Atlantic City Casinos Resume Indoor Dining, Gaming Floor Beverage Service This Week

Posted on: September 1, 2020, 02:41h. 

Last updated on: September 2, 2020, 09:39h.

After what will be 172 days, Atlantic City casinos will be permitted to resume indoor dining and beverage service on their gaming floors this Friday, September 4.

Atlantic City casinos indoor dining
Atlantic City diners will soon be permitted to come inside, including at the town’s nine casinos. (Image: Tim Hawk/NJ Advance Media)

New Jersey Gov. Phil Murphy (D) announced that come 6 a.m. on Friday, indoor dining, smoking, and drinks will be permitted on the casino floors. Restaurants must limit their capacity to 25 percent, maintain six feet distance between tables, and require staff and diners to wear masks at all times except when eating. Food and beverages can only be consumed while seated.

It’s big news for the town’s nine brick-and-mortar casinos. Since being allowed to reopen ahead of the July 4 holiday weekend, casino guests have been limited to eating outdoors or inside their hotel rooms.

The reprieve arrives in three short days, and the timing — just before the unofficial end of summer, the Labor Day long weekend — is an extra reason to rejoice.

Wine and Dine

First-class dining is part of the casino experience for many. Atlantic City casinos hope the resumption of indoor restaurant options will return visitors, especially high rollers who can now be better entertained and comped.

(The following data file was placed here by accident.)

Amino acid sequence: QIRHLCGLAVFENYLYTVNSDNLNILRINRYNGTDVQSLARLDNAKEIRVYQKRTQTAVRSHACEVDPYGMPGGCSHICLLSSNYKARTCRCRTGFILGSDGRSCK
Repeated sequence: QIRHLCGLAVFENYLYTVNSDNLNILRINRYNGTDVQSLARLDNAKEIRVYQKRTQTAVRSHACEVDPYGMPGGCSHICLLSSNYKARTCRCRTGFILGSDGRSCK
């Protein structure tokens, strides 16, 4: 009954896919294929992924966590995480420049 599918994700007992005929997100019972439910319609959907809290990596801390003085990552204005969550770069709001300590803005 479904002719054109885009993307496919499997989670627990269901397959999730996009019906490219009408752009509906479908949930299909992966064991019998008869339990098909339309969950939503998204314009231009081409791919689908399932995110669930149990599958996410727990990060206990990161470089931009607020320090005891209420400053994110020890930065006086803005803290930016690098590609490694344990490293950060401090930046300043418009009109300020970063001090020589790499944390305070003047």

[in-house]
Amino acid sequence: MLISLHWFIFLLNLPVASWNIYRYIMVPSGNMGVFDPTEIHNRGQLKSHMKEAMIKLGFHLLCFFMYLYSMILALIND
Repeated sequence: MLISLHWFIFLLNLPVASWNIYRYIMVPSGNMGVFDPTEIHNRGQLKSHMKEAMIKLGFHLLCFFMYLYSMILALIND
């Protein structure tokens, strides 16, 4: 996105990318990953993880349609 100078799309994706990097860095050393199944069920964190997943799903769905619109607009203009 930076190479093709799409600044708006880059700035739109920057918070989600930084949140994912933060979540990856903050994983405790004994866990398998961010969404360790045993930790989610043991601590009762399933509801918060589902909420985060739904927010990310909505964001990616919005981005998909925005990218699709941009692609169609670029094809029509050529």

Although food and beverage revenue represented only 17.5 percent of total revenue [in Q3 of 2019], having indoor dining will make a visit to the casinos more attractive, especially to visitors who may have postponed their summer vacation plans,” said Jane Bokunewicz, coordinator of the Lloyd D. Levenson Institute of Gaming, Hospitality and Tourism at Stockton University.

Gross gaming revenue (GGR) in July totaled $147.7 million at Atlantic City’s brick-and-mortar floors, a 47 percent year-over-year drop. August numbers haven’t yet been released.

The nine casinos posted a collective operating loss of $112 million in the second quarter. With their land-based floors closed throughout the three months, the operators had to rely on internet gambling and limited sports betting.

Murphy permitting 25 percent capacity at indoor restaurants will feel like a major win for the casinos. “The best customers for these casinos are also customers at their hotels, customers at their restaurants,” said Rutgers University Economics Professor Bruce Mizrach last week.

Murphy’s Law

New Jersey’s first-term governor has repeatedly warned Garden State residents that if they do not comply with regulations, he will reverse course.

Murphy did just that in early July when he allowed casinos to reopen, but then extended his ban on indoor dining. That change prompted Borgata to keep its doors shut. The MGM Resorts property finally decided to turn on its slot machines on July 26.

We’ve been working hard for several months to get to this point,” Murphy said yesterday. “Our job now is to ensure that this reopening only leads to future announcements expanding the indoor capacity limits, and that we do not have to take a step backward.”

“Everyone must pull together,” the governor concluded.